by Brooke Faulkner
Sleep. It’s not just a morning love affair with your warm cozy bed, it’s essential to your survival. It is as important as eating, breathing, and keeping an adequate water intake. Slumber is a way to refresh your eyes and your body while the brain restores itself. It helps your mind clear out the unnecessary “clutter” that accumulates within it throughout the day. Sleep helps you in your waking life to make decisions, create and organize memories, make creative connections, and learn/remember how to perform specific physical tasks.
Despite the importance of sleep on our functioning, it is severely lacking. In the US, 70 million adults suffer from some type of sleep disorder. Insomnia, sleep apnea, narcolepsy, and movement syndromes (commonly known as restless leg syndrome) are only a few of the most common 70 different types of known sleep disorders.
Over half of all insomnia cases in the United States directly correlate to psychological stress, anxiety, and depression. Chronic sleep problems affect 50 to 80 percent of patients seen in a psychiatric practice, compared to just 10 to 18 percent of the general U.S. population.
The point: those suffering with depression and anxiety are more prone to sleep disorders, and those with sleep disorders are more prone to suffer from anxiety and depression.
Cause or Effect?
For many years, sleep problems were thought to be a symptom of mental problems, but new studies suggest that the opposite may be true. New or worsening mental health conditions may actually stem directly from a lack of sleep.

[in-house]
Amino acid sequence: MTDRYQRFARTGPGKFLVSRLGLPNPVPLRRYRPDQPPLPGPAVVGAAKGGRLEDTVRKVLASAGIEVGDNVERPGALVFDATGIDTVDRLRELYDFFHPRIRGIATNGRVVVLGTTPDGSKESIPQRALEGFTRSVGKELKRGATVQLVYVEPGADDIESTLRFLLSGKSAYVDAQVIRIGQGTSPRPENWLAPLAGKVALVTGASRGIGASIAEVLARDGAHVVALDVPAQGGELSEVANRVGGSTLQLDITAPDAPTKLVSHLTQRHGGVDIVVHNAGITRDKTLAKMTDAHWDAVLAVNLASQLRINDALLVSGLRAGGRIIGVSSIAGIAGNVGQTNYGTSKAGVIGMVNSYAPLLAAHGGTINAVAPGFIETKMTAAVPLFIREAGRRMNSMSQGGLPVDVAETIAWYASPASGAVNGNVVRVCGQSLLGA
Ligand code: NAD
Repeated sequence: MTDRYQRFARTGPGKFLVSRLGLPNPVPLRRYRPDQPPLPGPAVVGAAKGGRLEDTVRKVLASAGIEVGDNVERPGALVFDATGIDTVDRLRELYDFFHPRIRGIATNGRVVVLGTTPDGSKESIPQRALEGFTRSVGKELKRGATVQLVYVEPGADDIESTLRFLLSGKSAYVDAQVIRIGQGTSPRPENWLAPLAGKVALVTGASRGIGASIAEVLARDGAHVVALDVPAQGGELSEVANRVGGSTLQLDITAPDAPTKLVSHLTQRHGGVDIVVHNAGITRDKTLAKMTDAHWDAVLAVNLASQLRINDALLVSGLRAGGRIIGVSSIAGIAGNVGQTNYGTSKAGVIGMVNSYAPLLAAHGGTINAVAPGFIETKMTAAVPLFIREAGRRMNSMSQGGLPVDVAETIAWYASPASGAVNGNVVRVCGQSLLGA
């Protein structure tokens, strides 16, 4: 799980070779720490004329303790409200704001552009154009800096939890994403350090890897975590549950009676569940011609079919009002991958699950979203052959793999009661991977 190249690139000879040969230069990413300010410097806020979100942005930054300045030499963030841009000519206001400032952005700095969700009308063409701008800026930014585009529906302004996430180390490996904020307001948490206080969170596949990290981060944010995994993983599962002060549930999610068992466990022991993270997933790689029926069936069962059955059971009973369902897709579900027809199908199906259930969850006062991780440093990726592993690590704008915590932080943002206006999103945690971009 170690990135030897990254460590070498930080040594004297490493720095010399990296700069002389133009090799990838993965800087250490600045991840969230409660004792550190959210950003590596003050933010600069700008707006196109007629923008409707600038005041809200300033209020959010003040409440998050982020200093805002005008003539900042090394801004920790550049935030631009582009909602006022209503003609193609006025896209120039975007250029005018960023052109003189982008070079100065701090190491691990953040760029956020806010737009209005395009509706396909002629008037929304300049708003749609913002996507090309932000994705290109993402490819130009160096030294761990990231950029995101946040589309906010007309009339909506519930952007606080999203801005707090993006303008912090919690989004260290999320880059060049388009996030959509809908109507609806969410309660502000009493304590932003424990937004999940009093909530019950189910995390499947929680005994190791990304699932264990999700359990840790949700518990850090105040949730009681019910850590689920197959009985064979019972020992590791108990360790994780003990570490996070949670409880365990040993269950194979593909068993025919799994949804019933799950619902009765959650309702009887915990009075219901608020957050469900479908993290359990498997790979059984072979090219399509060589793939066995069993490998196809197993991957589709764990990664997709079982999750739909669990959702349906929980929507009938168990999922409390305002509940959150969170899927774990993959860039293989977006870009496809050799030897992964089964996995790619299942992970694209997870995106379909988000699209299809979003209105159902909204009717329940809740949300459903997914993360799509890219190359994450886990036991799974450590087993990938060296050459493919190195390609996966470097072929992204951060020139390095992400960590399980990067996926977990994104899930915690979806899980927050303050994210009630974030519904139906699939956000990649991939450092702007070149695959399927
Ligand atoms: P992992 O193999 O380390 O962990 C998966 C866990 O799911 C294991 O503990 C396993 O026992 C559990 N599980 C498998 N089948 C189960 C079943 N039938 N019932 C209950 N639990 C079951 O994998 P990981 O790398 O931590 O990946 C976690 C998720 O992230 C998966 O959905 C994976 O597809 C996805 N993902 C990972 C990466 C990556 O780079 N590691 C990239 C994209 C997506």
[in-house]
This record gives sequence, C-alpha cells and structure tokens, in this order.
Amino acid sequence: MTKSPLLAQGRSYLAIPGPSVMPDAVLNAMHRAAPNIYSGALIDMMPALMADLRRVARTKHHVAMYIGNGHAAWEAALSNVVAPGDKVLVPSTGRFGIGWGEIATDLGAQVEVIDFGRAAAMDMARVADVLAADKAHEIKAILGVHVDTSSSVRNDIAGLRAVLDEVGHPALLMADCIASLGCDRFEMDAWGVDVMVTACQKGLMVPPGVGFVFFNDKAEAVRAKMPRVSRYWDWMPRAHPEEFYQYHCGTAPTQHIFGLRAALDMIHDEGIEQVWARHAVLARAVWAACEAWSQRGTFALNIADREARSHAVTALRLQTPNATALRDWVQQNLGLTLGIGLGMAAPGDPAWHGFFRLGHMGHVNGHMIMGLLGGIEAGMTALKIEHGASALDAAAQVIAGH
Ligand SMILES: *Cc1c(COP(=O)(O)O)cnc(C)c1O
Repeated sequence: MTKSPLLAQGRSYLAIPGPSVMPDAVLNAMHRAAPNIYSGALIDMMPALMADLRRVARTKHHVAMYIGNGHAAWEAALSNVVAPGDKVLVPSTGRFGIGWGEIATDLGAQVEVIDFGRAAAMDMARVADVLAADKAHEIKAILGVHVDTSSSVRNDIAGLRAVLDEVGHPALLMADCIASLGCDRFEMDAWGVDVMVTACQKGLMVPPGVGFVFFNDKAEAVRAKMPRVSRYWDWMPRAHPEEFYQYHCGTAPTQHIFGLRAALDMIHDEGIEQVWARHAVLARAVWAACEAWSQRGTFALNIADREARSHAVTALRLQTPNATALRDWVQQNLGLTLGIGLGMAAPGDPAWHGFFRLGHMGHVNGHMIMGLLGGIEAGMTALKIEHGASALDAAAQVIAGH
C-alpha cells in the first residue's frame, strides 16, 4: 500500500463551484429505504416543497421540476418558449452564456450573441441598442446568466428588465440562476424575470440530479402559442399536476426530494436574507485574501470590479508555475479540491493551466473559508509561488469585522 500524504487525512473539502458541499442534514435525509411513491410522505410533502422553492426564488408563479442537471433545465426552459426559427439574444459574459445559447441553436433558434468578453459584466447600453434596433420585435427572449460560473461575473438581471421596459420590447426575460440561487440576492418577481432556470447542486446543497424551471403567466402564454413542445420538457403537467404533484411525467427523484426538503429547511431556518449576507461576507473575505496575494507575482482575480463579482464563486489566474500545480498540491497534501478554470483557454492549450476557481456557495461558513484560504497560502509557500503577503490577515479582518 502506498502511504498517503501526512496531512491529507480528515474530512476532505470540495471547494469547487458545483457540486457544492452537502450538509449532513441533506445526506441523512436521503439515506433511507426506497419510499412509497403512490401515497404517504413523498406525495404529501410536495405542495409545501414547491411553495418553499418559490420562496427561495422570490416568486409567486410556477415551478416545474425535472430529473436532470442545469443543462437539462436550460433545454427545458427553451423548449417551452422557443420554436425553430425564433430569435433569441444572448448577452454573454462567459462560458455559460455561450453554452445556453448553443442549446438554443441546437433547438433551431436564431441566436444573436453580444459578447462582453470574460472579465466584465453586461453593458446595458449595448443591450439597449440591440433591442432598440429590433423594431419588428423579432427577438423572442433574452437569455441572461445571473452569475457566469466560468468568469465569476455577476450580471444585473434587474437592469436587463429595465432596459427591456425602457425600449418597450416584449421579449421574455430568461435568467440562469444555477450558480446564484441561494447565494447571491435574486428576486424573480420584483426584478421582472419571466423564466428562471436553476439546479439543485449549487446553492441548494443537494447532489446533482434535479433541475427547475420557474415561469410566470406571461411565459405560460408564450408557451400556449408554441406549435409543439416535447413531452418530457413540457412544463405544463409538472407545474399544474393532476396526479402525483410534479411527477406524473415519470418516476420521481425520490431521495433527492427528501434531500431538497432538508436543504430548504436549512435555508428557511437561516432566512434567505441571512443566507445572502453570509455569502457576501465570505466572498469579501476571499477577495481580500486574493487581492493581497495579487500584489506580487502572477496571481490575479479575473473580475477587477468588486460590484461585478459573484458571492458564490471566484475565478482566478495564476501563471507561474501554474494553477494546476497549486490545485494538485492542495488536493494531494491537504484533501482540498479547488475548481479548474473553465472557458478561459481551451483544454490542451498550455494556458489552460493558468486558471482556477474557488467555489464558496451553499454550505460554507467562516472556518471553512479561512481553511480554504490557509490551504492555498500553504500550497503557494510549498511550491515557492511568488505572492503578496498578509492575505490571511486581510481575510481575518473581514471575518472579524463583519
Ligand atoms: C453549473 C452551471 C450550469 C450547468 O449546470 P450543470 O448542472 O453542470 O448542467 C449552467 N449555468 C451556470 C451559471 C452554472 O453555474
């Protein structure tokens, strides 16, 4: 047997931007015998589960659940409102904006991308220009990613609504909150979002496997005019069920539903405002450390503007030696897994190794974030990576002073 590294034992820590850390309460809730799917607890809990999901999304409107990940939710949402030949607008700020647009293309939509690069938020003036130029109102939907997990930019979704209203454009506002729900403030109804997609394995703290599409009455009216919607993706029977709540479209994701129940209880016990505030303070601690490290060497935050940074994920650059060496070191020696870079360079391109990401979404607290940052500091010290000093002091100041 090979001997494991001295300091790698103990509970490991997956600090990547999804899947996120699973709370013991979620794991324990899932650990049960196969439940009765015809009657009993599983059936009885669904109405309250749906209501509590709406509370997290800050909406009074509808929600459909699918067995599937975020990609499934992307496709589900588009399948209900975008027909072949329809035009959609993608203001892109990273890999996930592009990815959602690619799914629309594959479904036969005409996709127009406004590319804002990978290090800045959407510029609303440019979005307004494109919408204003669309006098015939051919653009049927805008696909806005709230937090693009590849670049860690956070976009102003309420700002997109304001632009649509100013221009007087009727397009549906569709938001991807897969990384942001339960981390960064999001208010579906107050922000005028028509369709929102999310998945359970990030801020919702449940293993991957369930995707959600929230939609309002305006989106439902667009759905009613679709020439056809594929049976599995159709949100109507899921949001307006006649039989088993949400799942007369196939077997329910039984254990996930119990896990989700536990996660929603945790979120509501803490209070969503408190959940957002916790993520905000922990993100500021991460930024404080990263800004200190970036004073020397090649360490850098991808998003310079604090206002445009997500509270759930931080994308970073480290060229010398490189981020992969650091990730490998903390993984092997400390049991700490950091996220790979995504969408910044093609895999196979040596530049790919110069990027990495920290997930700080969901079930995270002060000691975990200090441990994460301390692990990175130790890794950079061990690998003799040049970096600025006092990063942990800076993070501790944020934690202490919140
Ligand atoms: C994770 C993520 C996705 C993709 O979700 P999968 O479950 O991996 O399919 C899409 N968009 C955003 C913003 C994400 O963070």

A lack of sleep can cause a decrease in alertness and diligence along with a general decline in mood and energy. Sleep issues such as insomnia have more than just drowsy effects on your brain. They have negative effect on other parts of the body like the central nervous system, the immune system, the digestive system, and the respiratory tract.
Whether a lack of sleep is causing an increase in mental illness issues, or the mental illness issues are causing a lack of sleep, both exacerbate one another, and trying to pinpoint which came first will really only keep us going in circles. So instead of searching for the answer to which came first, let’s focus on what is easily within reach. Sleep; let’s get some.
Focus on these to improve sleep:
Sleep Hygiene: This involves creating a series of different habits that are necessary to have a restful slumbrous sleep.
- Make sure you are spending an appropriate amount of time asleep.
- Limit daytime naps to 30 minutes or less.
- Avoid caffeine and other stimulants like nicotine before bedtime.
Feng Shui your bedroom:
- Keep technology out of the bedroom.
- Find a comfortable temperature for sleeping.
- Create a mindset before bed that you will help you have a successful night’s sleep.
Mental health issues can go far deeper than a sleep problem and often need specific treatments on their own to be resolved or relieved. But correcting one pillar of health, one habit that directly affects mental stability, can help make overall treatment more effective. At the end of the day, it may not be the end-all-be-all but treating a sleep problem can help to alleviate the mental health issues an individual is suffering from. By addressing what is within your control, and acknowledging the status of your own mental health, you can help yourself contribute to an effective treatment.